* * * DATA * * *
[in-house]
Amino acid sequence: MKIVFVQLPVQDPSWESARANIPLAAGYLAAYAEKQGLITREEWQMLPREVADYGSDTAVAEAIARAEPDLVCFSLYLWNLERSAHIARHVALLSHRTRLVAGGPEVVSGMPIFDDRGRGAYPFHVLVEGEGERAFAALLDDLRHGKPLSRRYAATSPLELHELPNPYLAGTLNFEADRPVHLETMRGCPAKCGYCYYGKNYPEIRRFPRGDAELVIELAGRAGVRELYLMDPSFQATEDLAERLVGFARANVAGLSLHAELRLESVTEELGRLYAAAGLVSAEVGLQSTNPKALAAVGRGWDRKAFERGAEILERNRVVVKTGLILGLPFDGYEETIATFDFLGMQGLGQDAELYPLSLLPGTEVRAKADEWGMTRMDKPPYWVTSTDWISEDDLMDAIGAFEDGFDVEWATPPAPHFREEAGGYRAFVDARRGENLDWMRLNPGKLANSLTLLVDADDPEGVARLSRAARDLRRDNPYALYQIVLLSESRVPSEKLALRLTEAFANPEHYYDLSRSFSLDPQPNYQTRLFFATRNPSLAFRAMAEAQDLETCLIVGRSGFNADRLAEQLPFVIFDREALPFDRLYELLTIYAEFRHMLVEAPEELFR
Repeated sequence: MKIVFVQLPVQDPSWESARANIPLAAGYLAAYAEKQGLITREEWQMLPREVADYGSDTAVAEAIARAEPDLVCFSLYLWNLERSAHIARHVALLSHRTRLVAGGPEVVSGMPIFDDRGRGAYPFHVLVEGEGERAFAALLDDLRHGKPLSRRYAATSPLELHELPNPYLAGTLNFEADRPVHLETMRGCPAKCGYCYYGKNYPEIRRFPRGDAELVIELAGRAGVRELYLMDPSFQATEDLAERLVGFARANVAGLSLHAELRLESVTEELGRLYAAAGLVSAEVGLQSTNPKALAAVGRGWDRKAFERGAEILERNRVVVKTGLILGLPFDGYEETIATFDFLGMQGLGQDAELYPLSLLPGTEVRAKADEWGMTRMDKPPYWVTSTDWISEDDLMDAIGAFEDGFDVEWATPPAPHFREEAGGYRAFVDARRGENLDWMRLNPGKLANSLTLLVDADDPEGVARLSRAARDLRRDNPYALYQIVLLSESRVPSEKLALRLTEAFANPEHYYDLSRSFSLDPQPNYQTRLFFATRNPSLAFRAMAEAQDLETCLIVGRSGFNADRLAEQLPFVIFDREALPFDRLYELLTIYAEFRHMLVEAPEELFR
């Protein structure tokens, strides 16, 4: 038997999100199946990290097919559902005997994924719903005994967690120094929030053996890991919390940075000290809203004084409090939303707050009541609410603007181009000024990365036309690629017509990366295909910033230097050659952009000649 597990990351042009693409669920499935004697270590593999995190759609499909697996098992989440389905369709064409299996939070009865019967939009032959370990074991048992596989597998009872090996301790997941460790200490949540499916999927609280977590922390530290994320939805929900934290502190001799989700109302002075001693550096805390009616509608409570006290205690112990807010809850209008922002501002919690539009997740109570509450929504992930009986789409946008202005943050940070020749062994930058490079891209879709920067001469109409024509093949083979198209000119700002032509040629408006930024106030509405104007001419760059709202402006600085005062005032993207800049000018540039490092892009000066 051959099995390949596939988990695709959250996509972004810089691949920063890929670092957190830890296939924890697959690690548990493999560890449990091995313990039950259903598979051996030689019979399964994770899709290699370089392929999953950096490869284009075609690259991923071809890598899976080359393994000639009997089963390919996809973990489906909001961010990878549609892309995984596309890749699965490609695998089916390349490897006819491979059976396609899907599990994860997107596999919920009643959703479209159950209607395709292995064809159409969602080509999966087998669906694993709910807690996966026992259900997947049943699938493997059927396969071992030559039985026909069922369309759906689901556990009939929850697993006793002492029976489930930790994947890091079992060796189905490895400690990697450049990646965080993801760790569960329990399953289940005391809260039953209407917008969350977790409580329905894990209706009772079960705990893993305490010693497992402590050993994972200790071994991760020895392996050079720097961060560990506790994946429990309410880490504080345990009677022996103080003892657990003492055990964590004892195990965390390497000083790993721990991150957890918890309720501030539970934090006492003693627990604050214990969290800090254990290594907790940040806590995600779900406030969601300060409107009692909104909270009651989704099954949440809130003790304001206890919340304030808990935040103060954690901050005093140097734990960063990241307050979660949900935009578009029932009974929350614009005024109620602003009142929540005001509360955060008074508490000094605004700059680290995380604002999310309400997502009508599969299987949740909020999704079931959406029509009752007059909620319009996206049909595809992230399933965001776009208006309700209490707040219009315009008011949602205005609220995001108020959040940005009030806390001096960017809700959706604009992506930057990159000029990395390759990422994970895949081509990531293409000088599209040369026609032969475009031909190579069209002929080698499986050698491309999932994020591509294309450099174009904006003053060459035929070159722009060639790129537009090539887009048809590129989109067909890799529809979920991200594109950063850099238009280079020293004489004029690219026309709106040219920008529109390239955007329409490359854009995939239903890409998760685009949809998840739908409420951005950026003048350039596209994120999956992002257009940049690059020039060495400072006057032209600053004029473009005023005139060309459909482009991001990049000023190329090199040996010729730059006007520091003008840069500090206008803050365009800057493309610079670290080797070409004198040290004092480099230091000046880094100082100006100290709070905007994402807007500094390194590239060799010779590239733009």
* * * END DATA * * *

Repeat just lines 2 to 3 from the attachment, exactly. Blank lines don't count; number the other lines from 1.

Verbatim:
Amino acid sequence: MKIVFVQLPVQDPSWESARANIPLAAGYLAAYAEKQGLITREEWQMLPREVADYGSDTAVAEAIARAEPDLVCFSLYLWNLERSAHIARHVALLSHRTRLVAGGPEVVSGMPIFDDRGRGAYPFHVLVEGEGERAFAALLDDLRHGKPLSRRYAATSPLELHELPNPYLAGTLNFEADRPVHLETMRGCPAKCGYCYYGKNYPEIRRFPRGDAELVIELAGRAGVRELYLMDPSFQATEDLAERLVGFARANVAGLSLHAELRLESVTEELGRLYAAAGLVSAEVGLQSTNPKALAAVGRGWDRKAFERGAEILERNRVVVKTGLILGLPFDGYEETIATFDFLGMQGLGQDAELYPLSLLPGTEVRAKADEWGMTRMDKPPYWVTSTDWISEDDLMDAIGAFEDGFDVEWATPPAPHFREEAGGYRAFVDARRGENLDWMRLNPGKLANSLTLLVDADDPEGVARLSRAARDLRRDNPYALYQIVLLSESRVPSEKLALRLTEAFANPEHYYDLSRSFSLDPQPNYQTRLFFATRNPSLAFRAMAEAQDLETCLIVGRSGFNADRLAEQLPFVIFDREALPFDRLYELLTIYAEFRHMLVEAPEELFR
Repeated sequence: MKIVFVQLPVQDPSWESARANIPLAAGYLAAYAEKQGLITREEWQMLPREVADYGSDTAVAEAIARAEPDLVCFSLYLWNLERSAHIARHVALLSHRTRLVAGGPEVVSGMPIFDDRGRGAYPFHVLVEGEGERAFAALLDDLRHGKPLSRRYAATSPLELHELPNPYLAGTLNFEADRPVHLETMRGCPAKCGYCYYGKNYPEIRRFPRGDAELVIELAGRAGVRELYLMDPSFQATEDLAERLVGFARANVAGLSLHAELRLESVTEELGRLYAAAGLVSAEVGLQSTNPKALAAVGRGWDRKAFERGAEILERNRVVVKTGLILGLPFDGYEETIATFDFLGMQGLGQDAELYPLSLLPGTEVRAKADEWGMTRMDKPPYWVTSTDWISEDDLMDAIGAFEDGFDVEWATPPAPHFREEAGGYRAFVDARRGENLDWMRLNPGKLANSLTLLVDADDPEGVARLSRAARDLRRDNPYALYQIVLLSESRVPSEKLALRLTEAFANPEHYYDLSRSFSLDPQPNYQTRLFFATRNPSLAFRAMAEAQDLETCLIVGRSGFNADRLAEQLPFVIFDREALPFDRLYELLTIYAEFRHMLVEAPEELFR